– It is a historiosophical poem about human life, his struggle with the world, the desire to discover certain rules of reality in which growth, symbiosis with the world, coming to terms with loss, personification of the vital forces of nature, give this world rhythm – said the curator of the exhibition Szymon Maliborski . – Sometimes various unexpected moments enter this world, such as the Chernobyl disaster, and at the same time this world is hidden under a very attractive visual form. We would like to try to tell this form also in the context of social life and the conditions for creating this art, he noted.

“He treats folk art as a base”

Prymaczenko's painting may only seem to be pleasantly colorful and optimistic folk art. The artist drew inspiration from folk tradition, using it to process and present the surrounding reality in a unique way.

– What distinguishes it is that it treats folk art as a base from which it creates its own universe – explained curator Szymon Maliborski. – Prymaczenko communicates with the viewer through convention, which he tries to break down and build philosophical meanings, he expands this folklore in depth, adding new layers to it, confronting it with real conditions of possibility. At the same time, what distinguishes it is its style, a kind of plasticity and imagination that draws from archaism. This folk convention is told in order to stage a fairy tale, which sometimes has dark shades and therefore escapes the simplified celebrations typical of folk culture, he added.

The organizers emphasize the importance of the exhibition because it fits into the institution's mission and the conflict taking place beyond our eastern border.

– This is a moment of reevaluating categories, wondering how we should include these individual biographies in the mainstream of art history, how the ethnographic category becomes a full-fledged artistic category – said the curator. – This is an important process of decolonization of Ukrainian culture, which was introduced into the niche of folk, rural culture, and through this prism of the art of happy peasants, attempts were made to objectify it – he explained.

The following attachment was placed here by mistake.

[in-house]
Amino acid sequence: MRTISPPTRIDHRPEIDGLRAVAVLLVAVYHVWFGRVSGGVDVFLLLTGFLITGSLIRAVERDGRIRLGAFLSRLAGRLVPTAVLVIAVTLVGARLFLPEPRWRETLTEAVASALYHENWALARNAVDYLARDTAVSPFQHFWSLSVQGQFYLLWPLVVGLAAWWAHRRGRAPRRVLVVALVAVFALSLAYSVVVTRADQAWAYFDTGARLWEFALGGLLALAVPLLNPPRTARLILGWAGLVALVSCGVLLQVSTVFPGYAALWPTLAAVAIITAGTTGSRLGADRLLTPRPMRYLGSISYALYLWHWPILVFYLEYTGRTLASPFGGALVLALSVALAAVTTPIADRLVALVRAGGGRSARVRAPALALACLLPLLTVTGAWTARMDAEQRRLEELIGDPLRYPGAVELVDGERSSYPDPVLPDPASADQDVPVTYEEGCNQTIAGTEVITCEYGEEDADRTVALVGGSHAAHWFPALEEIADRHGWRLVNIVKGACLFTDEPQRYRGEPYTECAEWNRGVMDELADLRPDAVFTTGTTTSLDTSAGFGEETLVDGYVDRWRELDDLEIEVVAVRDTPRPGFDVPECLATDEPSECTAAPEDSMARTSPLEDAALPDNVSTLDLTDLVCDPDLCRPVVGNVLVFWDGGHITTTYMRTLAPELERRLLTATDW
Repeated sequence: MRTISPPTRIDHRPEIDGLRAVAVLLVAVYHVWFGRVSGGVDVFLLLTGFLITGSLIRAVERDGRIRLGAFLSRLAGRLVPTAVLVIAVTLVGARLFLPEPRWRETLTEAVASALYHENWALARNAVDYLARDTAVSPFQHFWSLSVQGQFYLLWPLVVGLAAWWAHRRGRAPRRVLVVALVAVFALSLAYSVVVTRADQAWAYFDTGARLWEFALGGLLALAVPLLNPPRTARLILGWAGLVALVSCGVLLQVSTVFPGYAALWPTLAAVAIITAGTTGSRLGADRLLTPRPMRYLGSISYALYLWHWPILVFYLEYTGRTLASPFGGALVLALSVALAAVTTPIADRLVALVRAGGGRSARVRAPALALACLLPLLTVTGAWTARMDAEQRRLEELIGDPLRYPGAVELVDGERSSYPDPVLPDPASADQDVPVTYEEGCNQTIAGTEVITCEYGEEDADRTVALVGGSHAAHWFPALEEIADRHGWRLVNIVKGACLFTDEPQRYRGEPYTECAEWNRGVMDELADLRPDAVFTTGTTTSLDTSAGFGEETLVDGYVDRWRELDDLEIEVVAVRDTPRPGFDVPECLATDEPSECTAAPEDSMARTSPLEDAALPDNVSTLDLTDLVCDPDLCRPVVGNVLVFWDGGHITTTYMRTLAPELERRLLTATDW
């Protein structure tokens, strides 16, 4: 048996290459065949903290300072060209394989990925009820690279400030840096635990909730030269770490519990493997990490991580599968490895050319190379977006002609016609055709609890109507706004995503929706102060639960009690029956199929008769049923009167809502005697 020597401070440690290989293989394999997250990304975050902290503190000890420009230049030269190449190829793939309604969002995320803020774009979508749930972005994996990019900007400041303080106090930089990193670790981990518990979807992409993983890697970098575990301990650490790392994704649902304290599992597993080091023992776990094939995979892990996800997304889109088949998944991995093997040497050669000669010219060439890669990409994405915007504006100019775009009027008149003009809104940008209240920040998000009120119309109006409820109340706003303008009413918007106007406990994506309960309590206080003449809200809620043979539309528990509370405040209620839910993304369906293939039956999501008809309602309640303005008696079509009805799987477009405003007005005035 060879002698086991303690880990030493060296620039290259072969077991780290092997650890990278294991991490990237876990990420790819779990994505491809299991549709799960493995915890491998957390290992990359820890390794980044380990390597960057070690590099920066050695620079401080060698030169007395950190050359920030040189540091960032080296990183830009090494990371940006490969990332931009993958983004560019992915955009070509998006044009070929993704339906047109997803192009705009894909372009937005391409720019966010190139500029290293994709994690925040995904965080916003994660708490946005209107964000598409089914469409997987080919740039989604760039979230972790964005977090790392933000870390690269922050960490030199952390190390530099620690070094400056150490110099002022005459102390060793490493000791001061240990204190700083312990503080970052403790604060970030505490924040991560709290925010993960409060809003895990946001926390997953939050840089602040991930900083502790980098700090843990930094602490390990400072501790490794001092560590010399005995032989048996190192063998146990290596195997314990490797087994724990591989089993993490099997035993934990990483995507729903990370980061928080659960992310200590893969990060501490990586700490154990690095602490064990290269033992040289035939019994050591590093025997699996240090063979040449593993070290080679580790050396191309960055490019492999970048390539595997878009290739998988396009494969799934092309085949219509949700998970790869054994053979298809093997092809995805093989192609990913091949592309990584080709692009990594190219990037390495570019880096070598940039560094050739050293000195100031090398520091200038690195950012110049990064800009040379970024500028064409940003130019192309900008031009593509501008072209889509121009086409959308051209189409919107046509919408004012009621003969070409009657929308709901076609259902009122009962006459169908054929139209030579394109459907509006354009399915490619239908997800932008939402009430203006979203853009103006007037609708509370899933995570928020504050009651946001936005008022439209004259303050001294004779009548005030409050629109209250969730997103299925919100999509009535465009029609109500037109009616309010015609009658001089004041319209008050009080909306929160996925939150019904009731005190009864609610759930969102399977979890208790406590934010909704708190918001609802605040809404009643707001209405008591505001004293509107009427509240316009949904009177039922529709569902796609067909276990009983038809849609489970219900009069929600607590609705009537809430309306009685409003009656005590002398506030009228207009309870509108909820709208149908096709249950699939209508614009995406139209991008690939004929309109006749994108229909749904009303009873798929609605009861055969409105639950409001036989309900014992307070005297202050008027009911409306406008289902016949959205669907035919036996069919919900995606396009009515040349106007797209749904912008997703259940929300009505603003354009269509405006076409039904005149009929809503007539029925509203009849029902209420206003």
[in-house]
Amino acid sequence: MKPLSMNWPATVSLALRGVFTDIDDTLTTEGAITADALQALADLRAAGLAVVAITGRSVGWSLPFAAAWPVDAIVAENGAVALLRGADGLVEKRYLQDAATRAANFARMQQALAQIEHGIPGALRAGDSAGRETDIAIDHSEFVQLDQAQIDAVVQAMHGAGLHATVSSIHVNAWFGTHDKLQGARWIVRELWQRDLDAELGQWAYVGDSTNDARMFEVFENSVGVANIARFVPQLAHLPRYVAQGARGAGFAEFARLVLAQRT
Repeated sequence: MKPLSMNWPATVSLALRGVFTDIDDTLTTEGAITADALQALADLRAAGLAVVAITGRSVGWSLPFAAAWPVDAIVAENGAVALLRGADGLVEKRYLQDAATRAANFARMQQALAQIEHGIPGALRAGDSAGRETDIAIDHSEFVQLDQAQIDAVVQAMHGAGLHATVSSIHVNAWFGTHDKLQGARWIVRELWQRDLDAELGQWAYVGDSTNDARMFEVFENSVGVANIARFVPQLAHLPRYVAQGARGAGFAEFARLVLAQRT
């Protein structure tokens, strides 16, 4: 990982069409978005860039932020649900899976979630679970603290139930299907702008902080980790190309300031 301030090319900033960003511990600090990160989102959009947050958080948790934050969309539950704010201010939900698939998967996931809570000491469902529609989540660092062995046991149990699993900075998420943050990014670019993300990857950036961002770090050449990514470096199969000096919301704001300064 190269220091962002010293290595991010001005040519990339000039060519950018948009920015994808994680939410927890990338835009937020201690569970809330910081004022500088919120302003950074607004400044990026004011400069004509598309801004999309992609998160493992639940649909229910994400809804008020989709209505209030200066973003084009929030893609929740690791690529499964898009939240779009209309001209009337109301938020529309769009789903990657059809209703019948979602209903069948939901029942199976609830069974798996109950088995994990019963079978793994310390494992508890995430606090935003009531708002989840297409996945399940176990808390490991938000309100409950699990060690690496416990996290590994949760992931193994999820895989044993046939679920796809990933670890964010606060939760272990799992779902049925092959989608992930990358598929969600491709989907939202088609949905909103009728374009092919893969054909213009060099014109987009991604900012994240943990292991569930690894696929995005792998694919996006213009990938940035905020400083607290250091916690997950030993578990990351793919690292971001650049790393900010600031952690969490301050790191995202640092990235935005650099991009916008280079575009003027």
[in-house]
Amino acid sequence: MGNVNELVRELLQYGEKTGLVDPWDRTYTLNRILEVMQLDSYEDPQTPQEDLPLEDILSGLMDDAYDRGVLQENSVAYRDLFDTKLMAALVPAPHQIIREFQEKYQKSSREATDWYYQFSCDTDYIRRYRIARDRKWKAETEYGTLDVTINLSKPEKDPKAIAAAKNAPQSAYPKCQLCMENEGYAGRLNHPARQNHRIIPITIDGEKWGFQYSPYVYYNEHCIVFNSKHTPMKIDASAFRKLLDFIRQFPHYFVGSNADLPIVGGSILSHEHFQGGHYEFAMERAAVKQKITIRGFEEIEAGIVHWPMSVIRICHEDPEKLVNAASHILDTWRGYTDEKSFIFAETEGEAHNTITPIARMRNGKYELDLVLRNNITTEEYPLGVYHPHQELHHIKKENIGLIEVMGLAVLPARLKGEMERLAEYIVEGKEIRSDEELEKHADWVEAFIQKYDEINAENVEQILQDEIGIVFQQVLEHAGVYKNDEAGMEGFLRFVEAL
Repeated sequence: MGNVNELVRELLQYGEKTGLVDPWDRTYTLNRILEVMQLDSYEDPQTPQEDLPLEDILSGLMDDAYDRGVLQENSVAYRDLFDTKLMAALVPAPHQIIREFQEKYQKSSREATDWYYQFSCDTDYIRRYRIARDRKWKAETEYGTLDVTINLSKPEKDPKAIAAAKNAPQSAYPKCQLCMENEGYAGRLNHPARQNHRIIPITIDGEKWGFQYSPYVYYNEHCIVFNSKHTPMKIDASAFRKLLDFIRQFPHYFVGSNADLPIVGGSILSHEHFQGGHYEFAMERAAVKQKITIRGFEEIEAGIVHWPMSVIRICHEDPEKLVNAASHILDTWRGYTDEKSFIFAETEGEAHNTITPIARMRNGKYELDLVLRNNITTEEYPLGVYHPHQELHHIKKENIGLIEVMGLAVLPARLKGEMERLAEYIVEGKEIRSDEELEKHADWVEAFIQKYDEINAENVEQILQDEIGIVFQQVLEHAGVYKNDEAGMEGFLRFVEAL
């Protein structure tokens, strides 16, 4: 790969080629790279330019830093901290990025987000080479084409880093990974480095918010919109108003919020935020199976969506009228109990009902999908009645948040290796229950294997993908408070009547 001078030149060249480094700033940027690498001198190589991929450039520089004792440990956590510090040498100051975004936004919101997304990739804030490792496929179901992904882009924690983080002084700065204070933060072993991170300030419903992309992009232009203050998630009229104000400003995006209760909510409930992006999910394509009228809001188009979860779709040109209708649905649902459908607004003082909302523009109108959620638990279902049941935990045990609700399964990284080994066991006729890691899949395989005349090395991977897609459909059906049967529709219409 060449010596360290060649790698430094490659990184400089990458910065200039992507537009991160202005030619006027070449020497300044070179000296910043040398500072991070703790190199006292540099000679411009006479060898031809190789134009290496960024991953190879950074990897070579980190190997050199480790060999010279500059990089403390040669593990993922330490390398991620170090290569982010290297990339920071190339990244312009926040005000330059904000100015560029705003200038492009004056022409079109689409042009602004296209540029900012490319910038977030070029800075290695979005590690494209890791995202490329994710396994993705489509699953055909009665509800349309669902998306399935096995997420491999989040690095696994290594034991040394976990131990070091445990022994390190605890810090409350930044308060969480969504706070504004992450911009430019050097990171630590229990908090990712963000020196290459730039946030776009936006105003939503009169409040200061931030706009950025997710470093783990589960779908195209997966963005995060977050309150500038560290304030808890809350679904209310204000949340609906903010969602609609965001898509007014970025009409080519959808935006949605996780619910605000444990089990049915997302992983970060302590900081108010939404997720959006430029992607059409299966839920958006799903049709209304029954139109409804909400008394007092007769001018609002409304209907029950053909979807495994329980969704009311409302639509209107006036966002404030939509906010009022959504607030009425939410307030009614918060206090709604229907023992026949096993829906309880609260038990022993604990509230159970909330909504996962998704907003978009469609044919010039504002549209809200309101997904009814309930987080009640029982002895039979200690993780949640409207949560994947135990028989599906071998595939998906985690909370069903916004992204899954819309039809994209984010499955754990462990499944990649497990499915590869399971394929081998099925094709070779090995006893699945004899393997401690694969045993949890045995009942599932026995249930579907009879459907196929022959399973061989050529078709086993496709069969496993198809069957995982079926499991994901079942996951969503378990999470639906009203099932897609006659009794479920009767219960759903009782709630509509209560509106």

– Thinking about how to decolonize various contexts of power within art in this part of Europe is part of the mission of our museum. We think of this exhibition as a gesture of solidarity. We would like to show that MSN, despite the image of a concrete bunker and sterile architecture, is a place that is able to accommodate art with a ludic aspect. Art that can be perceived quickly, which on a certain level can be felt and understood at first sight – he added. – This exhibition is incredibly symbolic in the context of the ongoing war – he noted.

The exhibits come from the private collection of the Ukrainian art historian, co-curator and originator of the exhibition, Edward Dymszyc, which was shown at the National Museum. Andrzej Szeptycki in Lviv.

– We end the history of the Museum of Modern Art here with an exhibition of an individual artist, an outsider who escaped the rigid framework of folklore and folk art – emphasized Anna Cygankiewicz from the communications team during the press conference.

– Tiger in the garden. “The Art of Maria Prymaczenko” is the last exhibition of the Museum of Modern Art presented in the Pavilion on the Vistula River. It can be viewed from April 5 to June 30.

Main photo source: PAP/Leszek Szymański